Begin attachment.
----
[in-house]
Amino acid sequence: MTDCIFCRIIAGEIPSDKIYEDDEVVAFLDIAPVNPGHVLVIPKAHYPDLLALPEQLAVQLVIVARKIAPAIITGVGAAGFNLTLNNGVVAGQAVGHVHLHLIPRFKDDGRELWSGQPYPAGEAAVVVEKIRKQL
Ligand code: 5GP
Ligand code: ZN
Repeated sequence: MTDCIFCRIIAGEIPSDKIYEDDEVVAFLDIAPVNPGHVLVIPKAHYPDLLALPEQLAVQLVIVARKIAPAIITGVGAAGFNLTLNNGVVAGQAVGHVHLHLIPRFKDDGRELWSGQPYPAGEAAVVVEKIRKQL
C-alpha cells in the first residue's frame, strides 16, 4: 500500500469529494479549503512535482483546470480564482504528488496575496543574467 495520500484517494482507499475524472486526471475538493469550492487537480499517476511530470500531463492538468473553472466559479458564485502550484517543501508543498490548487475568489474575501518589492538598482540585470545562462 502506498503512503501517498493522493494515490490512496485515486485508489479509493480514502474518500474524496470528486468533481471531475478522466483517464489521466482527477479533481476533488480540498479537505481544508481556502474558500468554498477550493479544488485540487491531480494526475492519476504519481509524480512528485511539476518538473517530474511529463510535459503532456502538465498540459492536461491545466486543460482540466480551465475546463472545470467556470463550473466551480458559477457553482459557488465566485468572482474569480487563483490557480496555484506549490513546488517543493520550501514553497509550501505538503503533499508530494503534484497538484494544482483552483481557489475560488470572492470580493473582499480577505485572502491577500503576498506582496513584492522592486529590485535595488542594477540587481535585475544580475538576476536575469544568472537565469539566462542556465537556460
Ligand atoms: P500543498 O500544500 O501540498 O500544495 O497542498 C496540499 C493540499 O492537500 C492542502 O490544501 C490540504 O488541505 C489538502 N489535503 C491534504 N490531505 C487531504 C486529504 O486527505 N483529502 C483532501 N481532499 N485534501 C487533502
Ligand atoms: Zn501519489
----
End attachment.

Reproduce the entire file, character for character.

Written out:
[in-house]
Amino acid sequence: MTDCIFCRIIAGEIPSDKIYEDDEVVAFLDIAPVNPGHVLVIPKAHYPDLLALPEQLAVQLVIVARKIAPAIITGVGAAGFNLTLNNGVVAGQAVGHVHLHLIPRFKDDGRELWSGQPYPAGEAAVVVEKIRKQL
Ligand code: 5GP
Ligand code: ZN
Repeated sequence: MTDCIFCRIIAGEIPSDKIYEDDEVVAFLDIAPVNPGHVLVIPKAHYPDLLALPEQLAVQLVIVARKIAPAIITGVGAAGFNLTLNNGVVAGQAVGHVHLHLIPRFKDDGRELWSGQPYPAGEAAVVVEKIRKQL
C-alpha cells in the first residue's frame, strides 16, 4: 500500500469529494479549503512535482483546470480564482504528488496575496543574467 495520500484517494482507499475524472486526471475538493469550492487537480499517476511530470500531463492538468473553472466559479458564485502550484517543501508543498490548487475568489474575501518589492538598482540585470545562462 502506498503512503501517498493522493494515490490512496485515486485508489479509493480514502474518500474524496470528486468533481471531475478522466483517464489521466482527477479533481476533488480540498479537505481544508481556502474558500468554498477550493479544488485540487491531480494526475492519476504519481509524480512528485511539476518538473517530474511529463510535459503532456502538465498540459492536461491545466486543460482540466480551465475546463472545470467556470463550473466551480458559477457553482459557488465566485468572482474569480487563483490557480496555484506549490513546488517543493520550501514553497509550501505538503503533499508530494503534484497538484494544482483552483481557489475560488470572492470580493473582499480577505485572502491577500503576498506582496513584492522592486529590485535595488542594477540587481535585475544580475538576476536575469544568472537565469539566462542556465537556460
Ligand atoms: P500543498 O500544500 O501540498 O500544495 O497542498 C496540499 C493540499 O492537500 C492542502 O490544501 C490540504 O488541505 C489538502 N489535503 C491534504 N490531505 C487531504 C486529504 O486527505 N483529502 C483532501 N481532499 N485534501 C487533502
Ligand atoms: Zn501519489